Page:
Frank Foley was a British diplomat who worked in the British embassy in Berlin in the 1930s. Foley risked his own life to save Jews threatened with death in the Third Reich.
He did not have diplomatic immunity and was liable to arrest but he still went into concentration camps to get Jews out, hid them in his home and helped them get forged passports. It is estimated that Foley saved the lives of 10,000 people. He died in 1958, aged 73.
Brave actions of a few
At the ceremony, Lord Henley said: ‘Over the 6 years from 1939 to 1945, around 6 million Jewish people were victims of the Holocaust. The systematic state-sponsored murder of the Jewish people is one of the darkest stains on humanity. But were it not for the incredibly brave actions of a few heroic men and women, that terrible toll may have been even greater.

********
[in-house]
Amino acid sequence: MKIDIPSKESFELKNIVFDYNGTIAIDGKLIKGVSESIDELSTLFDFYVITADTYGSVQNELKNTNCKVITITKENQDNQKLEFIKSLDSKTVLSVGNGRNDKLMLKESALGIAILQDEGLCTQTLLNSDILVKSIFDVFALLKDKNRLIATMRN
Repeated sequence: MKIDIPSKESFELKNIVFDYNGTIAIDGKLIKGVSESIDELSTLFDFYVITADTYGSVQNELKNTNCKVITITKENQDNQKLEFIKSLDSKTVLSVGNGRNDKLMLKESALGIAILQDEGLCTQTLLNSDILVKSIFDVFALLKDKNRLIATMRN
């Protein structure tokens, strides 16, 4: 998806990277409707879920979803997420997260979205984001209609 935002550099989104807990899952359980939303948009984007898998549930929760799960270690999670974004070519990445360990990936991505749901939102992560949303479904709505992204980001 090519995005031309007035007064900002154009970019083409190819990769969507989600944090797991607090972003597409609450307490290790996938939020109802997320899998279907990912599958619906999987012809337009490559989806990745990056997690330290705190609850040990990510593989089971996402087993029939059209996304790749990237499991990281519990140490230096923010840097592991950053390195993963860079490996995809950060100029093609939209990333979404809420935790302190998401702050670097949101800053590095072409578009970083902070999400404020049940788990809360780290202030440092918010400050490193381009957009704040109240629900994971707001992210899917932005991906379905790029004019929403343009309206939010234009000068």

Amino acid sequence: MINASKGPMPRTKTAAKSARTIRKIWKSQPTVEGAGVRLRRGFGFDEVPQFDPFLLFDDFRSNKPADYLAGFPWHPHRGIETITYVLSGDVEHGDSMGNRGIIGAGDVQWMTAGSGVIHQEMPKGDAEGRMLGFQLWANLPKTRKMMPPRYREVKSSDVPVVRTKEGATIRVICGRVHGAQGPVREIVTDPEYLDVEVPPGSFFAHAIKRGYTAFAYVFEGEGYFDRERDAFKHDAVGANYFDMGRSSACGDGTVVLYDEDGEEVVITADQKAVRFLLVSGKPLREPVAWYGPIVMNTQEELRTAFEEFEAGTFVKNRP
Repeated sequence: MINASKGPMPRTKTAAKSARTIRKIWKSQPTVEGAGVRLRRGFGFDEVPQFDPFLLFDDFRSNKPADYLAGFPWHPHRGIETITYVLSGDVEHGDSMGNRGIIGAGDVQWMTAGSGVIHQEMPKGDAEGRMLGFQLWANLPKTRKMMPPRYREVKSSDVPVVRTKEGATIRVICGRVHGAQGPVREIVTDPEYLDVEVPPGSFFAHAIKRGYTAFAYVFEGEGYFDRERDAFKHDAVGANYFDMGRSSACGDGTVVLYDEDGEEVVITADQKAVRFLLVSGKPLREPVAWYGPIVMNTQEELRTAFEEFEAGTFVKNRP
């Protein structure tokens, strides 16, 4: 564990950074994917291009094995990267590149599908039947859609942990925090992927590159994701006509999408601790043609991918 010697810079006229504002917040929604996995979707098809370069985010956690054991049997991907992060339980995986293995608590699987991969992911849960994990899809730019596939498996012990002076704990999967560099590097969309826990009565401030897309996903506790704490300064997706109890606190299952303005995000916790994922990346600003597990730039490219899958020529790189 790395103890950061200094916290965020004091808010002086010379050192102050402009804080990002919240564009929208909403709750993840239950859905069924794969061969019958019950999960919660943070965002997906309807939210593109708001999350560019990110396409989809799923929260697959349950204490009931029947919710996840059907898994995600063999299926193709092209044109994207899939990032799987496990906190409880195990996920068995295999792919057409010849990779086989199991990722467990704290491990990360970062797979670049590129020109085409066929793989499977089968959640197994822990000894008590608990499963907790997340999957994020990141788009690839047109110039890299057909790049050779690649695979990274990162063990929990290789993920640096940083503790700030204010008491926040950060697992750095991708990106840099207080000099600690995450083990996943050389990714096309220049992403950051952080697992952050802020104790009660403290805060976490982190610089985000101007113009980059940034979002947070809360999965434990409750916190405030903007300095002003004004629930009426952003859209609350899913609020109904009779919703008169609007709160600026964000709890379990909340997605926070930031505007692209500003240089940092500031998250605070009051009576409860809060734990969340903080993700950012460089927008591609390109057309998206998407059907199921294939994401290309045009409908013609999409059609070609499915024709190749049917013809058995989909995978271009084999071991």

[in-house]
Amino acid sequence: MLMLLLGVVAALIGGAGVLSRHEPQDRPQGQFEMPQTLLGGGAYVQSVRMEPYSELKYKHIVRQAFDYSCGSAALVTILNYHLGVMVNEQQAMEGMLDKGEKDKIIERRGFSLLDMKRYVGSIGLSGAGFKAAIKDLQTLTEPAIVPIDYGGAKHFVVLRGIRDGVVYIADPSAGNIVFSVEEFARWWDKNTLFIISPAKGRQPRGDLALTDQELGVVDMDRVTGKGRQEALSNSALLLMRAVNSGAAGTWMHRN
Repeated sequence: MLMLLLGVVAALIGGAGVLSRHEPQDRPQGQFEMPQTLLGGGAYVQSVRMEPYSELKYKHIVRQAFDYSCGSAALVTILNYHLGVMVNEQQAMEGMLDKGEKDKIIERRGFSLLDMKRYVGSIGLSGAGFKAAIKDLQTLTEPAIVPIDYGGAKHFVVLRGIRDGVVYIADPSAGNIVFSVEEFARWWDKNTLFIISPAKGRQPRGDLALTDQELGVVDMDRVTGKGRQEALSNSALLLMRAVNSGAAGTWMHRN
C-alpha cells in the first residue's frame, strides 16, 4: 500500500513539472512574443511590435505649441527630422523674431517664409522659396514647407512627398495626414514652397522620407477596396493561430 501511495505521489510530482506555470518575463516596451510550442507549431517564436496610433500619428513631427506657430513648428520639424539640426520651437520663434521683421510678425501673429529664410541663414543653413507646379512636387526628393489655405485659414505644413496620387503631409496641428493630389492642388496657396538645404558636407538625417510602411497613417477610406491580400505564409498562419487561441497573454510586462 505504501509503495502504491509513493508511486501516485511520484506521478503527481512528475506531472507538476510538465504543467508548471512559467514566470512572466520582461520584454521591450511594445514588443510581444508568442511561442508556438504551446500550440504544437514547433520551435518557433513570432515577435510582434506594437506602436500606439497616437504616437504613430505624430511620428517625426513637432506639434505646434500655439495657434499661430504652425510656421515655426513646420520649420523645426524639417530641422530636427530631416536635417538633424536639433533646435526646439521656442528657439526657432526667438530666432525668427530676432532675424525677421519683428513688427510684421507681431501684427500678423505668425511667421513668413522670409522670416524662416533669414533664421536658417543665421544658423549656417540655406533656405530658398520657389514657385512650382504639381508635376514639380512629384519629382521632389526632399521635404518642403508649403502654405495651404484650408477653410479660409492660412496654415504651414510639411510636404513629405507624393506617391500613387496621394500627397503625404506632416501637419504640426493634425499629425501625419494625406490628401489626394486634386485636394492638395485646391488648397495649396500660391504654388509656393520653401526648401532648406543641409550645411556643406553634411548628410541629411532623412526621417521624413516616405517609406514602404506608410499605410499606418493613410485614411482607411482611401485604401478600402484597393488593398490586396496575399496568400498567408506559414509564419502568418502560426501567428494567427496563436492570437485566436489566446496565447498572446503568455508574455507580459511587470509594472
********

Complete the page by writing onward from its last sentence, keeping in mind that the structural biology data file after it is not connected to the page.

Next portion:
‘Frank Foley was one of those brave men. Frank Foley is a genuine British hero and it is right that we remember his bravery and selflessness here today.’
The event was attended by guests including Rabbi Abraham Levy OBE, Rabbi Baroness Julie Neuberger DBE, Lord Janner, and the UK Special Envoy for Post Holocaust Issues, Sir Andrew Burns. Nachum Stechler, who Frank Foley helped save, was also in attendance as was author Michael Smith whose book Foley, the Spy who saved 10,000 Jews prompted commemorations for this remarkable British hero of the Holocaust.